A soft conclusion to the project + notes from an article I wrote
When I first set out to record oral history interviews of Philadelphia’s lesbian community, I wasn’t sure where it would lead me. It’s been over a year since I started. In 2020, the project hit a lull when I was prevented from traveling back for more interviews (first: pandemic, second: expiring visa). As with most things over the past year, I don’t have the time or the energy necessary to do with this project what I thought I would, like create a full-fledged website or podcast series. This project has been complicated and very different to the journalistic reporting I’ve done. Its pace has been self-oriented, but its scope and ambitions have always been (in their ideal at least) community-oriented. Over the course of corresponding with and meeting all kinds of people for this project, I’ve started to wonder about its purpose and futurity. It seems difficult for me alone to find a form that would preserve this project while also preserving the privacy and individual wishes of those who lent their time to share their stories. At the same time it seems to be something for which I can’t find a satisfactory end. There is always more to do, more people to find, and yet the space to do it feels small.
As I was reflecting on my next steps a few months after leaving the United States, I came across and reviewed a new book by Cait McKinney, Information Activism. The book details the work of “information activists” in lesbian history—people who volunteer in community archives, start newsletters to connect with other lesbians in academia, or spend their evenings working hotline shifts for queer people looking to speak to others like them. You can read the full article at The Nation (which has a paywall) here, and I’ve also written some notes and reflections below:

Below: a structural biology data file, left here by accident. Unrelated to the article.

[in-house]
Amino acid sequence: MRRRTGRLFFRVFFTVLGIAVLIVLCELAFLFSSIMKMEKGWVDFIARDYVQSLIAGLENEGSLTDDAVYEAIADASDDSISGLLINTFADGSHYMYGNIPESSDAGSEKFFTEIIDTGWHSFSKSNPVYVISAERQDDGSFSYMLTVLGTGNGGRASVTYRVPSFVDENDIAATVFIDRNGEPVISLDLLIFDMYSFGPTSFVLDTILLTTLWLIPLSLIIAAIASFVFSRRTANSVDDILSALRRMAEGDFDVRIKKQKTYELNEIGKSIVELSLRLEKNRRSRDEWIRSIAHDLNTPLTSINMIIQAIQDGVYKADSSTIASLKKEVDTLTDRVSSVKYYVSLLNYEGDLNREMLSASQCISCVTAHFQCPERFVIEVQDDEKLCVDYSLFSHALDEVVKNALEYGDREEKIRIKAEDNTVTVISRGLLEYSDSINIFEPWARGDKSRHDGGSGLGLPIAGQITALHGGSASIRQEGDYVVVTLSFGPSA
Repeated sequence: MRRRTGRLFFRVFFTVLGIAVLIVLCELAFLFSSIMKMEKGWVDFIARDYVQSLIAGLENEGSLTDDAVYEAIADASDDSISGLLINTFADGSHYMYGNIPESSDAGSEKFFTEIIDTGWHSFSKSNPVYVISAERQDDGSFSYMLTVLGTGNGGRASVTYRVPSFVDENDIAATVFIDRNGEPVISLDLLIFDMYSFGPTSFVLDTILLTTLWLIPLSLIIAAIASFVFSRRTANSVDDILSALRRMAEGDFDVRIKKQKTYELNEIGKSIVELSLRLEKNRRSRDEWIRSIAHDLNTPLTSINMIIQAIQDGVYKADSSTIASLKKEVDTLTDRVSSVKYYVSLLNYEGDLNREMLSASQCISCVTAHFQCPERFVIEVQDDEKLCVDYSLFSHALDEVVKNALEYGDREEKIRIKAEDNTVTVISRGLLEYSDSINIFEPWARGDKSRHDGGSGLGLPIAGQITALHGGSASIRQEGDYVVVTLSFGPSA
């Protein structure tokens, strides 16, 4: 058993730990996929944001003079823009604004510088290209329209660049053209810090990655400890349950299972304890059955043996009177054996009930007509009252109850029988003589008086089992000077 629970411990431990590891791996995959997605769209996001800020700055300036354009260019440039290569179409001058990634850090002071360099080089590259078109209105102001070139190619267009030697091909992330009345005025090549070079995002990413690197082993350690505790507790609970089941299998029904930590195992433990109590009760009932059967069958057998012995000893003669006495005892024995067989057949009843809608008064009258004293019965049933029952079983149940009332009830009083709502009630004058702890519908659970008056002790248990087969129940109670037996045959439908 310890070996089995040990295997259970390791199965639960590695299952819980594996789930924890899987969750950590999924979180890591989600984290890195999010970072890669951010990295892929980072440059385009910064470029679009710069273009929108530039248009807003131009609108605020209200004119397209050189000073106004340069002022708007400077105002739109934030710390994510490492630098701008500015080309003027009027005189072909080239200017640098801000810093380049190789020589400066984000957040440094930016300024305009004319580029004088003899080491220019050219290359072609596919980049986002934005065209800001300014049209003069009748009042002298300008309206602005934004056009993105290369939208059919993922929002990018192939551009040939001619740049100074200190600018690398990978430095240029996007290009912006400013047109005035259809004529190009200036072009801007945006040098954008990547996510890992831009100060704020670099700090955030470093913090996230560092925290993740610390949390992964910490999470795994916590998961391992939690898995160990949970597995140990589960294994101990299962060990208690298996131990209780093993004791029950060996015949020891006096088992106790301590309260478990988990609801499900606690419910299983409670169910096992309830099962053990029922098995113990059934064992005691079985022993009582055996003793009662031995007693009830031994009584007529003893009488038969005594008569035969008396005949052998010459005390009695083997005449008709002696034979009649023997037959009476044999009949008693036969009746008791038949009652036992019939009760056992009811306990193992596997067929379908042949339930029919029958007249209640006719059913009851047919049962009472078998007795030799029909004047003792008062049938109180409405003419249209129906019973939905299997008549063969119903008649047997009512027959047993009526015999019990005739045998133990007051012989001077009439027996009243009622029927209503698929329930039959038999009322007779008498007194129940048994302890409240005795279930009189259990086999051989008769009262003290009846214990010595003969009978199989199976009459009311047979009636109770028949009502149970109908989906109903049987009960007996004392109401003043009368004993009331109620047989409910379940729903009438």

On the “tyranny of abundance”: Community archives and history projects can be overwhelming and immense. Projects that begin from a place of scarcity and lack can grow into overflow, as every scrap and piece of ephemera is collected and preserved. The marginalized hold much respect for marginalia.
On archiving and information organization as life- and movement-sustaining work: The creation of networks, indexes, and hotlines predate the internet. People have always needed to find their people. McKinney argues that the work of connecting people to information is akin to care work, and has been similarly devalued in movement spaces despite its necessity.
On archiving as future-oriented work: Archiving requires imagining a future subject for whom this present has value. In their book, McKinney cites José Esteban Muñoz, the theorist who wrote Cruising Utopia: The Then and There of Queer Futurity. In his words: “Queerness is not yet here. Queerness is an ideality. Put another way, we are not yet queer. We may never touch queerness, but we can feel it as the warm illumination of a horizon imbued with potentiality. We have never been queer, yet queerness exists for us as an ideality that can be distilled from the past and used to imagine a future. The future is queerness’s domain.”
Reading McKinney’s work and learning about other projects with similar scopes to my own (like DC Dykaries, or Last Call) made me think of the actual purpose of my project—which I don’t think is completion in the sense of a polished final form. Despite the disjointed nature of 2019–21 in the broader world as in my own life (six moves, five cities, two countries) the project has given me an unexpected home, shared with people I would have never met otherwise and in most cases only physically spoke to once. I came to the US as a student and never interacted with anyone much outside my age group except in a professional or academic context. Over the course of this project I met with people who sensed we had something in common, or who were bemused that I was taking an interest in this subject—and their lives!—in the first place. When we spoke on the record I tried to minimize the extraneous sound picked up by my recorder so I held back my instinctive “oooh!”s and “right”s and instead tried to communicate with expressions, with nods, with sparse questions injected with empathy. But with the recorder turned off we also talked about my own life, about their family, about how we had both found ourselves in Philly to begin with. I’ve left now but I am thankful for the knowledge of those that came before me. I am thankful to know that there is a future, and that we will be in it.
How to stay in touch/look at other stuff I’m doing:
Email: meerabellej (at) gmail (dot) com
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